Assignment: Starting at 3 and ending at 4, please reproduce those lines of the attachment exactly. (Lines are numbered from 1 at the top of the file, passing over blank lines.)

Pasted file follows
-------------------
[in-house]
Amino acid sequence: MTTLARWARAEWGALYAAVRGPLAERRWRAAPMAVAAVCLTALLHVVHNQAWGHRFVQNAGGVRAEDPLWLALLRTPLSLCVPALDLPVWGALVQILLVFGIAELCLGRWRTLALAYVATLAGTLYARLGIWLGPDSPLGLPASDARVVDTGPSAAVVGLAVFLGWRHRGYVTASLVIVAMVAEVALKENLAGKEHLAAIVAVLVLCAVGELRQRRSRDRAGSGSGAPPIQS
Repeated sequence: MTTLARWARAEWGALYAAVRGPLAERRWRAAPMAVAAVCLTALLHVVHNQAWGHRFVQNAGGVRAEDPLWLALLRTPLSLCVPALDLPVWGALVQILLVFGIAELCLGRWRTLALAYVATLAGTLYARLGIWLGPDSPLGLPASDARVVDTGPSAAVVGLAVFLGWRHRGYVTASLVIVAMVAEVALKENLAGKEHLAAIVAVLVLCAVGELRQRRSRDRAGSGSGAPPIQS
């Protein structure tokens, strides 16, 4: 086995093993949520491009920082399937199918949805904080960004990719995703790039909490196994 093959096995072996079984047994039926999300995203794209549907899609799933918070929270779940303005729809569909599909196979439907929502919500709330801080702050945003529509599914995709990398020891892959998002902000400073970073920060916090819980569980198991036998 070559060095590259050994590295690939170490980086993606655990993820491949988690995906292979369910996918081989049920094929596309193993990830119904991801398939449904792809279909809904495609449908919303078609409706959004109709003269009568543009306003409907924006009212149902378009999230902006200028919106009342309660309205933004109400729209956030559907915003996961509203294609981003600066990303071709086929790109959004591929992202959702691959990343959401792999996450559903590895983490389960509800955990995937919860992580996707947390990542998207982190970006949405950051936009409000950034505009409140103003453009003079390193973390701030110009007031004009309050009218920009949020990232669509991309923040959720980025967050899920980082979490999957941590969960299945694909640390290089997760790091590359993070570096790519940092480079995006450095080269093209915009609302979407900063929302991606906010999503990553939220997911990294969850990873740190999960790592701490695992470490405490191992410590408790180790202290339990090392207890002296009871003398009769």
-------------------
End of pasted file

Repeated sequence: MTTLARWARAEWGALYAAVRGPLAERRWRAAPMAVAAVCLTALLHVVHNQAWGHRFVQNAGGVRAEDPLWLALLRTPLSLCVPALDLPVWGALVQILLVFGIAELCLGRWRTLALAYVATLAGTLYARLGIWLGPDSPLGLPASDARVVDTGPSAAVVGLAVFLGWRHRGYVTASLVIVAMVAEVALKENLAGKEHLAAIVAVLVLCAVGELRQRRSRDRAGSGSGAPPIQS
């Protein structure tokens, strides 16, 4: 086995093993949520491009920082399937199918949805904080960004990719995703790039909490196994 093959096995072996079984047994039926999300995203794209549907899609799933918070929270779940303005729809569909599909196979439907929502919500709330801080702050945003529509599914995709990398020891892959998002902000400073970073920060916090819980569980198991036998 070559060095590259050994590295690939170490980086993606655990993820491949988690995906292979369910996918081989049920094929596309193993990830119904991801398939449904792809279909809904495609449908919303078609409706959004109709003269009568543009306003409907924006009212149902378009999230902006200028919106009342309660309205933004109400729209956030559907915003996961509203294609981003600066990303071709086929790109959004591929992202959702691959990343959401792999996450559903590895983490389960509800955990995937919860992580996707947390990542998207982190970006949405950051936009409000950034505009409140103003453009003079390193973390701030110009007031004009309050009218920009949020990232669509991309923040959720980025967050899920980082979490999957941590969960299945694909640390290089997760790091590359993070570096790519940092480079995006450095080269093209915009609302979407900063929302991606906010999503990553939220997911990294969850990873740190999960790592701490695992470490405490191992410590408790180790202290339990090392207890002296009871003398009769």